Tag Archives: lou reed

“He’s just a big schlub from Detroit. He’s fat and he’s got a mustache. I wouldn’t shit in Lester’s nose.”

Lou Reed, in a jab at Lester Bangs after the rock critic referred to his transvestite (but possibly transsexual) lover Rachel as “the bearded lady” in a column — in an interview with “Zig Zag” magazine, circa 1973.

Lou Reed – Lester’s nose

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“Purely strange, a mother lode of unholy awe. If the album ‘Berlin’ was melted down in a vat and reshaped into human form, it would be this creature.”

Lester Bangs, from Jim DeRogatis’ biography of Bangs, “Let It Blurt,” describing Bangs’ impression of Rachel, a transvestite (but possibly transsexual) Lou Reed was dating and who was in tow when Bangs interviewed Reed at the Detroit Hilton in 1973.┬áMore info and photos of Rachel and Lou here.

Lester Bangs – Rachel the transvestite

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Danny Fields, at right, with Lou Reed and Andy Warhol in an undated photo

Danny Fields, at right, with Lou Reed and Andy Warhol in an undated photo

“They hired someone at a low level who wore bellbottoms and smoked dope and took LSD in the office — me. And I really would take LSD in the office. I would sit around and just lick it. My hands would be all orange.”

Danny Fields, music journalist and one-time publicist for Elektra Records, partly responsible for getting The Stooges and MC5 signed to the label in the late 1960s, in the 1996 book, “Please Kill Me: The Uncensored History of Punk,” curated by Legs McNeil and Gillian McCain

Danny Fields – Please Kill Me

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9. My pet land hermit crab, Spud, who sometimes goes for days at a time curled up inside his shell in a corner of the cage so you gotta check to see if he’s dead, likes MMM a lot. Every time I put it on, he comes out of his shell and starts crawling happily around the sand and climbing the bars. It is, in fact, the only time I ever see him get any exercise. Either that or he’s dancing.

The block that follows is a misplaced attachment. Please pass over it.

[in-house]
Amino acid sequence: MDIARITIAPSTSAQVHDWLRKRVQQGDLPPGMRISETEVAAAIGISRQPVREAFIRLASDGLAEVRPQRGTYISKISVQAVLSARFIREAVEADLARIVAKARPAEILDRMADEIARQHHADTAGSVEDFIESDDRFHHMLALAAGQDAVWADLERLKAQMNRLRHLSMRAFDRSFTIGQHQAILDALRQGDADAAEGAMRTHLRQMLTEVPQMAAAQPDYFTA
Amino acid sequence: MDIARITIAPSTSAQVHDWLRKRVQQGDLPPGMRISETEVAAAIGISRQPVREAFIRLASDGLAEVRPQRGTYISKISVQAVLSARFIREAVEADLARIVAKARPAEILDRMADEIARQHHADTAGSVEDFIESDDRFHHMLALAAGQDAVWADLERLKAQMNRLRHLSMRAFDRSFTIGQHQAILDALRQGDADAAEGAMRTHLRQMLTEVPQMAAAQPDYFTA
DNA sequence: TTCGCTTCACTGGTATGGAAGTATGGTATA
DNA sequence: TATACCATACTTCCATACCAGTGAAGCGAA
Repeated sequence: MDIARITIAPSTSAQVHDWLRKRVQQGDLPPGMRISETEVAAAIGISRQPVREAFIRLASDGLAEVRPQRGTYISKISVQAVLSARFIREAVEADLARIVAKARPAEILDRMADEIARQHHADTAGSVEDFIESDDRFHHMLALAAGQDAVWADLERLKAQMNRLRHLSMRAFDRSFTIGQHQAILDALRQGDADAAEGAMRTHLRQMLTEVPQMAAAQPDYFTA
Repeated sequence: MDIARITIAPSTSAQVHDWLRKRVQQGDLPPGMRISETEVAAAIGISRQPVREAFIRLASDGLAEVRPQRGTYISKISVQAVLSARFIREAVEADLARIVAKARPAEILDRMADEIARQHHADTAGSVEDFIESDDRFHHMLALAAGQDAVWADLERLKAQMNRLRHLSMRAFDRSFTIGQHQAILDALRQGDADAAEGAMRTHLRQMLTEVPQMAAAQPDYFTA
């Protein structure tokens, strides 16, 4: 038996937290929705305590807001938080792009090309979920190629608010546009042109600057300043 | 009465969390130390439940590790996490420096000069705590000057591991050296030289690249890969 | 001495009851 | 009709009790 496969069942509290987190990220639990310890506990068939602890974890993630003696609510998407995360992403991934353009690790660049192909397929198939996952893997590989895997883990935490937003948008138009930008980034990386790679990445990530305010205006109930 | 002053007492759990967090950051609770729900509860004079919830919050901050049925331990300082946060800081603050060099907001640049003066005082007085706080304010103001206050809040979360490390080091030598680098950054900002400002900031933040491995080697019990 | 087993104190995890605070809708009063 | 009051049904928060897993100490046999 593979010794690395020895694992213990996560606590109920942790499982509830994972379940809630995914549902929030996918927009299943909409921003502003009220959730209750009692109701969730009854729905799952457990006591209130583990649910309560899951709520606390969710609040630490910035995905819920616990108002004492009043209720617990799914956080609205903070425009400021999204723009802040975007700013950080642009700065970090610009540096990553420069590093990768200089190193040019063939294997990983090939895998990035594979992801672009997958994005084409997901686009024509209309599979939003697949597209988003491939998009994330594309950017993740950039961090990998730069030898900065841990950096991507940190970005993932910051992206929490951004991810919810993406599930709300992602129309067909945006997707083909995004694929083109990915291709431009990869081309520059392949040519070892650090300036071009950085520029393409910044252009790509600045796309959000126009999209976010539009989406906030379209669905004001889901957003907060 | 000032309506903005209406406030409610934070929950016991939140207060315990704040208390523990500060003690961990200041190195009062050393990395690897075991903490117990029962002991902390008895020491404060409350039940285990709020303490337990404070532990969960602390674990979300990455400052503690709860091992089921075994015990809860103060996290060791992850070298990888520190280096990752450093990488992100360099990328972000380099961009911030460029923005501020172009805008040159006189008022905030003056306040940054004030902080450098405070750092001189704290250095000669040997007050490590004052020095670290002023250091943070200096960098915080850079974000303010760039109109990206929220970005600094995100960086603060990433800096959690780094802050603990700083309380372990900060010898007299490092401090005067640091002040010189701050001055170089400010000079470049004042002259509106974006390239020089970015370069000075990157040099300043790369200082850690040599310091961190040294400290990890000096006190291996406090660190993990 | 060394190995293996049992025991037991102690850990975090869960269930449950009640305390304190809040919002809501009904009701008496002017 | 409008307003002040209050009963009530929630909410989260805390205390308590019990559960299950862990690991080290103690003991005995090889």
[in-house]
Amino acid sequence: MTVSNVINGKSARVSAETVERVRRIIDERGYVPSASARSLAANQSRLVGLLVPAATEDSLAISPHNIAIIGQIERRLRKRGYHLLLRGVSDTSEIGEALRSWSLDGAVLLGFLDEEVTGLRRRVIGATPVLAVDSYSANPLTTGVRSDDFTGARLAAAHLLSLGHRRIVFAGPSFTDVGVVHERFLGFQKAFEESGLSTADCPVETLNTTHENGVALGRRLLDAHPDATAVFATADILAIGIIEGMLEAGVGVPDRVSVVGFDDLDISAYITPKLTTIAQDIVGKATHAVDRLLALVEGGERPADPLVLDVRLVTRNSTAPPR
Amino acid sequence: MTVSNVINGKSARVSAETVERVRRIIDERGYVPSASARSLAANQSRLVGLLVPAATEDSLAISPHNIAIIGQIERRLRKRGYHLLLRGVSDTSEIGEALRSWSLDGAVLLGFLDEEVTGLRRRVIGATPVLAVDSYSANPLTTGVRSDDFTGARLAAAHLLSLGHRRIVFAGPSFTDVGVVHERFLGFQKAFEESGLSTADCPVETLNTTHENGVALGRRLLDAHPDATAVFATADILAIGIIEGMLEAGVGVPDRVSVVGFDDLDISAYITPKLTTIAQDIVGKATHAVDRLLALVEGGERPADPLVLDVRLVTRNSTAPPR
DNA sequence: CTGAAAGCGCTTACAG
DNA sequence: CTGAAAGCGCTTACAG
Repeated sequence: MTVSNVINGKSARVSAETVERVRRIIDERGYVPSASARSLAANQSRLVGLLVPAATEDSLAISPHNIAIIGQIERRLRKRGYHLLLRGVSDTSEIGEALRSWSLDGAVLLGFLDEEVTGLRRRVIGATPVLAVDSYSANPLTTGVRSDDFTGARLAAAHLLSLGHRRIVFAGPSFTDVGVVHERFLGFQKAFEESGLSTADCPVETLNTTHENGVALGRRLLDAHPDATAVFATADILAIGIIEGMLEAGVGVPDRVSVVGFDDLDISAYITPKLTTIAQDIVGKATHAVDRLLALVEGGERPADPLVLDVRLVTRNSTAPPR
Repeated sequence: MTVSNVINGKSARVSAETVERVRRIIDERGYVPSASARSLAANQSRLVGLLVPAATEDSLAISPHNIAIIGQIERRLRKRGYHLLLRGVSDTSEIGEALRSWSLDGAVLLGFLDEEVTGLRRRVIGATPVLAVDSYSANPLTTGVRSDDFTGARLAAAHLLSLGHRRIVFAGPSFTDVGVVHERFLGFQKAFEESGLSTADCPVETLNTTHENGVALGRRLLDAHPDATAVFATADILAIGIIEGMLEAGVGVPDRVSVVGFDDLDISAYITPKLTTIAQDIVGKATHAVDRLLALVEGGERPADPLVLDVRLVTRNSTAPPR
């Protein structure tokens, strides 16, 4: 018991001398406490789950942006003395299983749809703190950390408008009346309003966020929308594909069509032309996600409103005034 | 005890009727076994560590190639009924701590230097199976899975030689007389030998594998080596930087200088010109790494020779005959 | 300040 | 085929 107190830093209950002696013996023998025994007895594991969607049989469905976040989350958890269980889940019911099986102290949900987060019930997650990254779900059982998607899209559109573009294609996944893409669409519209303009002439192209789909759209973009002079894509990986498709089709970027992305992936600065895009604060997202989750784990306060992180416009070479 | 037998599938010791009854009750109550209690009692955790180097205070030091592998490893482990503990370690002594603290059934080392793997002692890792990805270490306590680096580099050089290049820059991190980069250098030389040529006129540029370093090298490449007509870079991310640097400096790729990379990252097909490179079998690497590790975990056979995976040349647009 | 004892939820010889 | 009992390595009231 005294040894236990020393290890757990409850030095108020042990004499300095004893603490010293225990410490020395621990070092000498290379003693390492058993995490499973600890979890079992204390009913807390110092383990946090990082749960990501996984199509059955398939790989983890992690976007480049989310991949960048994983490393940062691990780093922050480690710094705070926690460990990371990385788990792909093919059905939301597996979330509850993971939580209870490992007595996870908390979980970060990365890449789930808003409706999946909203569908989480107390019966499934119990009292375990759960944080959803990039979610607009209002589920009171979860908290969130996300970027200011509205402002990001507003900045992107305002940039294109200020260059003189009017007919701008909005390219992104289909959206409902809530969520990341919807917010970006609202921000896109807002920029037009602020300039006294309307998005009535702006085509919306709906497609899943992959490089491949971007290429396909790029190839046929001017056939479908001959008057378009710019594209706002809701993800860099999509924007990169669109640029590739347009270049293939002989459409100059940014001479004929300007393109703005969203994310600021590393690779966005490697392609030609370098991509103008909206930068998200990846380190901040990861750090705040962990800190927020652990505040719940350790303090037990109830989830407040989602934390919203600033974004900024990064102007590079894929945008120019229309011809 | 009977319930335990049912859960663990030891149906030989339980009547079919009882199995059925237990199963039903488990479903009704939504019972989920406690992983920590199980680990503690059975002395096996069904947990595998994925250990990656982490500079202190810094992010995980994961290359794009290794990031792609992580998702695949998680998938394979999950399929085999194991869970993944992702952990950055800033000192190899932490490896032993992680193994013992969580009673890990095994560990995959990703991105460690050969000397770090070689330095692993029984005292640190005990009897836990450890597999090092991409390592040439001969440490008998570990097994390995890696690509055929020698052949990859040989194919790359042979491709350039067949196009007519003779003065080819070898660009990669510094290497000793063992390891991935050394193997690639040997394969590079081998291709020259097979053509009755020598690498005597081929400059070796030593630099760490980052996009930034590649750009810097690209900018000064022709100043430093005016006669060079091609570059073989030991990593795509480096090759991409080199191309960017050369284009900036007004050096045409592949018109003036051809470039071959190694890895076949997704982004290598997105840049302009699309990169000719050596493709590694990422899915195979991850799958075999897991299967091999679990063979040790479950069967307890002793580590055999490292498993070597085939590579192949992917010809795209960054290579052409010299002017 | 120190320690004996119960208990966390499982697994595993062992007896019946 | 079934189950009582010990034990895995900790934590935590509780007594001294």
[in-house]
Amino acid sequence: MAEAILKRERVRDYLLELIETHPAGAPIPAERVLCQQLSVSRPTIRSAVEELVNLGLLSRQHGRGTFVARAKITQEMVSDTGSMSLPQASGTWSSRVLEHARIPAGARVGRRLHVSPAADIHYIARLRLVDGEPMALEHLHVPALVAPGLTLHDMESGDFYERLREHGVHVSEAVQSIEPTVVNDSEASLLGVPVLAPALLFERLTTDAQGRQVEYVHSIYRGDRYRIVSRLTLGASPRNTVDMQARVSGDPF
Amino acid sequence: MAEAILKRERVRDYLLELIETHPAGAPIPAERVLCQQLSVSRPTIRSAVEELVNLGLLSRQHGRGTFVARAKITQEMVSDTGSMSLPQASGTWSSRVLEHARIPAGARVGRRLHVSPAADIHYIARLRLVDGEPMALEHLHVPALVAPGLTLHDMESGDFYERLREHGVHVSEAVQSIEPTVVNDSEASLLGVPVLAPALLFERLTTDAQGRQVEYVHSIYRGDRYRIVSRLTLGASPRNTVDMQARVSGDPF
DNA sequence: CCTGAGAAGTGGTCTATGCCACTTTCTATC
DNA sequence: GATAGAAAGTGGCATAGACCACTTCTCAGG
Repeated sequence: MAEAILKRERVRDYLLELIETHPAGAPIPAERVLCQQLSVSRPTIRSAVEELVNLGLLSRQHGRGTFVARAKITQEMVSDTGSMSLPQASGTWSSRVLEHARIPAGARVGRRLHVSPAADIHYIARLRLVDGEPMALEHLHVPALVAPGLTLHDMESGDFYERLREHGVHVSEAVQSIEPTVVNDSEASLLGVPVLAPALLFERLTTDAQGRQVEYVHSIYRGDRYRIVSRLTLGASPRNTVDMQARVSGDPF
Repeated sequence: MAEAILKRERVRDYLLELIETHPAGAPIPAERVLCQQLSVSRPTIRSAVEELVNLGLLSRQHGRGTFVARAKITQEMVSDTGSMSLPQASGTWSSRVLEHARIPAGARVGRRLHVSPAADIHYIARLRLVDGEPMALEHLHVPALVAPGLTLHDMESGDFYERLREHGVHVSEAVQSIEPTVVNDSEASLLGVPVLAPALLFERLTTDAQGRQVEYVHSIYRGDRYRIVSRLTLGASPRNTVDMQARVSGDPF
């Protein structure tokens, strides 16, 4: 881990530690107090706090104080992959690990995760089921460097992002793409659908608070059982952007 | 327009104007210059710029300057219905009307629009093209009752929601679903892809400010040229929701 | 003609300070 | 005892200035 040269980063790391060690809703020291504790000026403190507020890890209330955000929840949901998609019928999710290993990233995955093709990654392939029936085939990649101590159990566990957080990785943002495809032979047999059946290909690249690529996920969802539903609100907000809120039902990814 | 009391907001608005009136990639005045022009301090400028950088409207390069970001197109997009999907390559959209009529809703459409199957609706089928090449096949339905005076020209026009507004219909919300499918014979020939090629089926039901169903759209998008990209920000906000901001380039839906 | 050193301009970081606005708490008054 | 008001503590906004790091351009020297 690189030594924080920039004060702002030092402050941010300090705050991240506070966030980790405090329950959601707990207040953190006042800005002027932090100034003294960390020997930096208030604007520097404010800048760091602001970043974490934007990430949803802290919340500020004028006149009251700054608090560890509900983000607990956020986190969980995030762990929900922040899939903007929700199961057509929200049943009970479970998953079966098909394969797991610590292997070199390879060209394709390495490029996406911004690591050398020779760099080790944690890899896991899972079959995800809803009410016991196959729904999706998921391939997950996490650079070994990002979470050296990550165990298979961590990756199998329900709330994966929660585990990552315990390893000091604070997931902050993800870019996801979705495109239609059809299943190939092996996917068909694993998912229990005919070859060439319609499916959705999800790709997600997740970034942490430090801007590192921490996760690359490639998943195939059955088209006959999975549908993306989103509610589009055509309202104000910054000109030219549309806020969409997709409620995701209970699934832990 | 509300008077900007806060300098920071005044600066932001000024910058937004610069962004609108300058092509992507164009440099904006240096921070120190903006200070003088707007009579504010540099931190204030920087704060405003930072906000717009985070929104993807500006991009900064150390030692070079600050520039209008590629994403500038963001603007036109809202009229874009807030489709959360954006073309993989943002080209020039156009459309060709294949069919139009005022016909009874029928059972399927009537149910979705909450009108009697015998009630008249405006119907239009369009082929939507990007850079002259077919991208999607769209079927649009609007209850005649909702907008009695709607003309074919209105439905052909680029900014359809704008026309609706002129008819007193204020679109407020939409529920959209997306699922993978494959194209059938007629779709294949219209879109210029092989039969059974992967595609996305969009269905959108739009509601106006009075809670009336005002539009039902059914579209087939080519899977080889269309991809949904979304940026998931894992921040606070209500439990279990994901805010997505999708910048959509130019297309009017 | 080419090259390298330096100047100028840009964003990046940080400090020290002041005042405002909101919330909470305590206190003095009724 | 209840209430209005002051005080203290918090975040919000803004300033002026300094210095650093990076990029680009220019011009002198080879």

Lester Bangs, from his review of Lou Reed’s “Metal Machine Music,” in the March 1976 issue of Creem, in which he listed 17 reasons why it was a good album

Lester Bangs – Metal Machine Music

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Wayne County & the Electric Chairs, “Wonder Woman”

Part “Grease,” part “Rocky Horror Picture Show,” but mostly a John Waters wet dream in the flesh, what it all really boils down to is that Jayne/Wayne County is the Louis Armstrong of transgender rock. She started it all, baby. She even fronted the original Backstreet Boys in her heyday, penning the roller rink-ready “Cream in My Jeans” (included on the classic protopunk compilation, “Max’s Kansas City 1976”).

After fleeing Bumfuck, Ga., in the late 1960s, County took part in the Stonewall riots and was recruited to star in an Andy Warhol play, “Pork,” by Jackie Curtis — a transvestite Superstar who was name-checked in Lou Reed’s “Walk on the Wild Side,” and who County looked up to as a mentor. County went on to front Queen Elizabeth, whose stage act County swears David Bowie stole for his 1974 “Diamond Dogs” tour.

“Wonder Woman,” a late-glam romp off Wayne County & the Electric Chairs’ 1979’s “Things Your Mother Never Told You,” gets right to the point. The superhero in question happens to be a rather raunchy sexpot:

“I’m your Aunt Jemima at breakfast
Well I’m, I’m the other side of the coin
I got a hunch that you want some lunch
Well, I’ve got gravy in my groin (slurp noise)”

‘Nuff said. Or, as County herself concludes on the song:

“Take it or leave it, but you better believe it.”

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